- Posted by ROASTeCoffeeBuzz
- Sun, 12/25/2011 - 16:42
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New studies reveal caffeinated coffee protects against Alzheimer's, diabetes, depression and prostate cancer
(NaturalNews) Recent research suggests that drinking caffeinated coffee daily may protect against developing Alzheimer's disease, diabetes, prostate cancer, depression and more, according to reports from Science Daily. Animal studies at the University of Florida discovered an ingredient in coffee that interacts with caffeine and increases blood levels of granulocyte colony stimulating factor (GCSF), a growth factor that that prevents the production of beta amyloid plaques, which are thought to be the causative factor in Alzheimer's disease. Researchers reported that daily consumption of caffeniated coffee by middle-aged and elderly individuals markedly lessens the risk of developing the disease.
Alzheimer's and coffee
Treatment with caffeinated coffee increases memory capacity in Alzheimer's mice. The animals were treated with drip coffee and at the time of this article, scientists are unsure of the effects of instant coffee on the brain. Similar positive results were not evident in those mice treated with decaffeainated coffee or caffeine in other forms. Although testing was completed on mice, researchers have soon-to-be-released clinical evidence indicating coffee's ability to protect humans against the ravages of Alzheimer's disease.
Additional benefits from coffee
Coffee is rich in antioxidants and anti-inflammatory agents, which provide the body with additional ingredients to increase cognitive function to protect the brain; as well as protect against other diseases of aging, such as Type II diabetes, depression, stroke, and Parkinson's. Studies also suggest coffee may help fight against breast, skin and prostate cancer.
The YOU Docs Back Coffee in Cancer War
Coffee as a cancer fighter is in the news again, but this time it’s not so much the medical aspect of coffee’s anti-cancer heroism, but the doctors that are praising it that is newsworthy. The YOU Docs, Dr. Mehmet Oz and Dr. Mike Roizen of TV fame posted a Christmas Eve article on several cancers and the recommended dose of coffee to fight them. It’s a convenient and concise list that coffee lovers might like to save.
The docs have good news for both men and women. For women, lately we’ve heard a lot about endometrial cancer. At least four cups a day seem to provide a 25% decreased risk of developing this kind of cancer. For men, from one to six cups daily of regular or even decaf provide a benefit against the most dangerous kind of prostate cancer.
An interesting point is that for this prostate cancer, both decaf and regular provide the same benefit. When it comes to breast cancer, on the other hand, only regular coffee provides the benefit. In this case, at least five cups a day lower the risk of developing certain breast cancers after menopause by 50%.
Having such well-respected doctors standing behind coffee as a cancer fighter gives the evidence that much more credibility. Dr. Oz, a vice-chair of surgery and professor of cardiac surgery at Columbia University, also directs the Cardiovascular Institute and is a founder and director of the Complementary Medicine Program at New York Presbyterian Columbia. Dr. Roizen, Chair of the Division of Anesthesiology, Critical Care Medicine, and Pain Management at the Cleveland Clinic, practices both internal medicine and anesthesiology at this well-known clinic.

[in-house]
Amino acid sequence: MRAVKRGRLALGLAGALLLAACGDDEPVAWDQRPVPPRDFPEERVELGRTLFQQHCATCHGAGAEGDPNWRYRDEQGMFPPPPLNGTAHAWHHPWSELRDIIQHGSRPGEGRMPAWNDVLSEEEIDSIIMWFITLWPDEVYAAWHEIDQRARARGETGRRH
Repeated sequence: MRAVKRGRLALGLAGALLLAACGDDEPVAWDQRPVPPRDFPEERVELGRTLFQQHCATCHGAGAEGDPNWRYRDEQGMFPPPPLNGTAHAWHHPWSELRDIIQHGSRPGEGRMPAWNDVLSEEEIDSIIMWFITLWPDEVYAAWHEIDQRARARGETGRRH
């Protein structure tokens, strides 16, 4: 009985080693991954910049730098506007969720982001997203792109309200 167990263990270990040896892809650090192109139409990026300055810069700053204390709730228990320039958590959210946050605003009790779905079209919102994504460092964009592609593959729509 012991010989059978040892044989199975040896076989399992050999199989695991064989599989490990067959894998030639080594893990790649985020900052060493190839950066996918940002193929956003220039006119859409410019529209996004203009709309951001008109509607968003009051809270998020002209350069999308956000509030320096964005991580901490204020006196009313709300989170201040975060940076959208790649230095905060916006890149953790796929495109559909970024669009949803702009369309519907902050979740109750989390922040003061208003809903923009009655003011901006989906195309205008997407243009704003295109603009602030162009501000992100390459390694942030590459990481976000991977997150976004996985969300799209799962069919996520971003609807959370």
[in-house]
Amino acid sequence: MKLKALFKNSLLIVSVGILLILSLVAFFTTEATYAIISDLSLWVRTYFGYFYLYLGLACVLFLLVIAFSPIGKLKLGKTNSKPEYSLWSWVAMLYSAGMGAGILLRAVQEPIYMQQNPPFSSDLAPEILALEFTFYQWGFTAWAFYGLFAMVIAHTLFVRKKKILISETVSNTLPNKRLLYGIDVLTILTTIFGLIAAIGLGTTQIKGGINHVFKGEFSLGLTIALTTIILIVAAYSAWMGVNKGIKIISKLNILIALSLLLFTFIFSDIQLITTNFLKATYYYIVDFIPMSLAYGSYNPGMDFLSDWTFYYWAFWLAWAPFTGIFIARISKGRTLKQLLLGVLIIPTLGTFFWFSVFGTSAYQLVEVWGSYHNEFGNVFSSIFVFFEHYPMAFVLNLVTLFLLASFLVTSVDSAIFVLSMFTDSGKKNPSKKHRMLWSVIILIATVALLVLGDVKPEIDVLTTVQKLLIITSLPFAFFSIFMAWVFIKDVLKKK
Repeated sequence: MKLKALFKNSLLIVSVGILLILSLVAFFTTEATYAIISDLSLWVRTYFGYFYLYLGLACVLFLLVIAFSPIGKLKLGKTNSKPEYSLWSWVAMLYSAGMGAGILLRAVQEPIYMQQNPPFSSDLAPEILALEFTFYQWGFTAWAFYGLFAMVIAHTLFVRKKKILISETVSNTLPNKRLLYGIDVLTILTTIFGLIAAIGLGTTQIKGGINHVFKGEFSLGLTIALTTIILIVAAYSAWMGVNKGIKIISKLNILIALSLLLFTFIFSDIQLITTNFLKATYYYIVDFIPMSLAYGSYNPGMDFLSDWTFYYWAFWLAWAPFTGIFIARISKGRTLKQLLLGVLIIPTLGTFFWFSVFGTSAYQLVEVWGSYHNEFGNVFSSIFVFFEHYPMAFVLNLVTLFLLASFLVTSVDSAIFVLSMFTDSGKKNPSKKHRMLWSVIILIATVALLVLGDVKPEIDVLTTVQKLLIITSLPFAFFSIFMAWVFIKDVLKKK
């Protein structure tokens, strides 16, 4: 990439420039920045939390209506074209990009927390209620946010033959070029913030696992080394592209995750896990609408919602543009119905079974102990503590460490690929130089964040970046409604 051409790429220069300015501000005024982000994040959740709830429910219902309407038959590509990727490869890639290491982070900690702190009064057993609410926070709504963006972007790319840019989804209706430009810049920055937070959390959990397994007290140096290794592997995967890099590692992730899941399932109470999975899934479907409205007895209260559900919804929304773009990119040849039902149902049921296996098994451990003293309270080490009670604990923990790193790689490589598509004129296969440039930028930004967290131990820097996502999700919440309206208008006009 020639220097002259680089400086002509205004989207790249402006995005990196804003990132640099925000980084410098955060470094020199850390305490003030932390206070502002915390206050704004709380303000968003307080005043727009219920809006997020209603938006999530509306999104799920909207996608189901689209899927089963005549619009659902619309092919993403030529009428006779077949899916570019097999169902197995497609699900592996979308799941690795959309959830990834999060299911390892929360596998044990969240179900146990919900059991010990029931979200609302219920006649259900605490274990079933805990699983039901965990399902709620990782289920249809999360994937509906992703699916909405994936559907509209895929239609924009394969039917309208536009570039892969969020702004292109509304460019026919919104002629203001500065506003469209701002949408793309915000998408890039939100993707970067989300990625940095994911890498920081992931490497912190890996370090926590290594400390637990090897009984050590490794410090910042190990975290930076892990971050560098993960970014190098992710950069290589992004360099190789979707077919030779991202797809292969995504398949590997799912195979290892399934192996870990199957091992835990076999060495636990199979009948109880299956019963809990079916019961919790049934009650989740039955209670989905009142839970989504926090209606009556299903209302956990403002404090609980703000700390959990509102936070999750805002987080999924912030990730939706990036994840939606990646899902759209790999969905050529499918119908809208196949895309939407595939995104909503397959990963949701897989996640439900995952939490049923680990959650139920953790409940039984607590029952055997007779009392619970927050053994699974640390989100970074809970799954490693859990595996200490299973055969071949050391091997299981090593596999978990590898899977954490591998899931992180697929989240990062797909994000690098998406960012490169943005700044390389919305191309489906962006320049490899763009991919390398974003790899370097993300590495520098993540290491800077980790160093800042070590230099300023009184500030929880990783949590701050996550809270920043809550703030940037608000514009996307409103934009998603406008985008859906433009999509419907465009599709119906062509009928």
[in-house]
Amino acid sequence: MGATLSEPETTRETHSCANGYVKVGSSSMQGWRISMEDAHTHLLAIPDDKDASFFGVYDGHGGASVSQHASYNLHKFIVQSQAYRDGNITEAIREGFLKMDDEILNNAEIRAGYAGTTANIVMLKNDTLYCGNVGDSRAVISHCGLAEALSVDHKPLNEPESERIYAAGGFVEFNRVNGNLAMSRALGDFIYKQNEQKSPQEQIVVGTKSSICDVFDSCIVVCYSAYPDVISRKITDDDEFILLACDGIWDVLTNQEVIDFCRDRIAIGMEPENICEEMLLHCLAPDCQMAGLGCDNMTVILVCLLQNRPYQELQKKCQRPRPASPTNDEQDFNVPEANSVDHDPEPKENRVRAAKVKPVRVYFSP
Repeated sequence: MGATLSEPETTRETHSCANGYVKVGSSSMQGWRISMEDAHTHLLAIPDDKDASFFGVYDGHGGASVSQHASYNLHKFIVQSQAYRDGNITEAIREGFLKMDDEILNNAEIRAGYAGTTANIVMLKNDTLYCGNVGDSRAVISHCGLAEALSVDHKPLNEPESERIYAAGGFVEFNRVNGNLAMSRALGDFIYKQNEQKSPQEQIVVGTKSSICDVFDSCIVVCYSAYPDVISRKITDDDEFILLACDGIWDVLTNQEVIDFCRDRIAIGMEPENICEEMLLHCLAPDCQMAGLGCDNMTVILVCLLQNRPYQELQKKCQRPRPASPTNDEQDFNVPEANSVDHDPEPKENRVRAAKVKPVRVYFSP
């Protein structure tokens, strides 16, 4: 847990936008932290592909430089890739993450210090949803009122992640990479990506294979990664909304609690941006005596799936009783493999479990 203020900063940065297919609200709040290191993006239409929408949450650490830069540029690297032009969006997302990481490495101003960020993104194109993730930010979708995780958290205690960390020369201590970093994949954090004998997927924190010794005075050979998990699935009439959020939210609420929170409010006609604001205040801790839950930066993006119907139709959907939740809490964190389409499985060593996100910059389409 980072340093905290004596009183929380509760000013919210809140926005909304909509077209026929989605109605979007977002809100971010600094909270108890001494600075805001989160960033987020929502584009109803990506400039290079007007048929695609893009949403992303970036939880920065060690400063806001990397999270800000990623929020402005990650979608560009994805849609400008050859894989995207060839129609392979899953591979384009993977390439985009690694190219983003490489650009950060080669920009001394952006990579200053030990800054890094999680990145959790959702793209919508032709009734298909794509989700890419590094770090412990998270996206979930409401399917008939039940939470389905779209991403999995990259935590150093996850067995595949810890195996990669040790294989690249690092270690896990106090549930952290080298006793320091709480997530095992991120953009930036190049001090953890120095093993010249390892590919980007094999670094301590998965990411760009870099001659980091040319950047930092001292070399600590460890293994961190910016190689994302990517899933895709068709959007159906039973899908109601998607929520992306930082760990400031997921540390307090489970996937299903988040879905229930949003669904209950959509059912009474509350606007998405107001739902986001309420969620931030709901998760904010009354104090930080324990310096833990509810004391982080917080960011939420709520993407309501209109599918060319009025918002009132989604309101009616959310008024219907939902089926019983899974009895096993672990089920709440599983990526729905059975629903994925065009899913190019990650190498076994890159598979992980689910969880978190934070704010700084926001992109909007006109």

It’s always good news to hear the benefits to be gained in drinking our favorite beverage, and though there are no guarantees, it helps to find support for coffee’s goodness from well-respected medical practitioners. Brew on in good health.
Study: Workers Spend $1,000 Yearly on Coffee
American's weakness for coffee is proven once again in a new survey conducted by Accounting Principals .
In a telephone survey of 1,000 Americans who were currently employed, ages 18 or older, the participators were asked how much money they spend on "work-related" expenses.
Despite recent tough economic times, results showed that 50 percent of the American workforce regularly spent money on coffee. This totaled, on average, $1,000 a year on coffee alone.
Broken down ever further, it was found that more men splurge on coffee than women (54 percent versus 45 percent). And the younger crowd, ages 18-34, spent almost twice as much on coffee than their older co-workers ($24.74 versus $14.15 weekly).
Why do workers seem to dismiss their budget (if they have one) when it comes to treating themselves to their favorite cup of joe?
Jodi Chavez, senior Vice President of Accounting Principals, told The New York Times , "They budget in new furniture or their commute, but not a coffee here or there. So over the course of a week or month people don't realize what this expense is."
It's not only going out for a daily coffee that is a guilty pleasure. Buying a lunch every day is also an expense that the workers don't take into account.
Sixty-six percent of Americans buy their lunch every day for an average expense of $37 a week. That adds up to almost $2,000 a year on lunch.
Men spend more than women in this category, again ($46.60 versus $26.50 weekly). And, again, the 18-34 year olds spend more than the over-45 crowd ($44.78 versus $31.80).
Those coffees and lunches here or there do add up. So much so, that the amount of money spent on lunch per year exceeds the average worker's commuting expenses.
The survey revealed that the average commuting expense totals an average of $1,500 a year, $500 less than what it costs for lunch per year. Yet, workers still preferred to have their employers reimburse their commuting costs instead of lunch.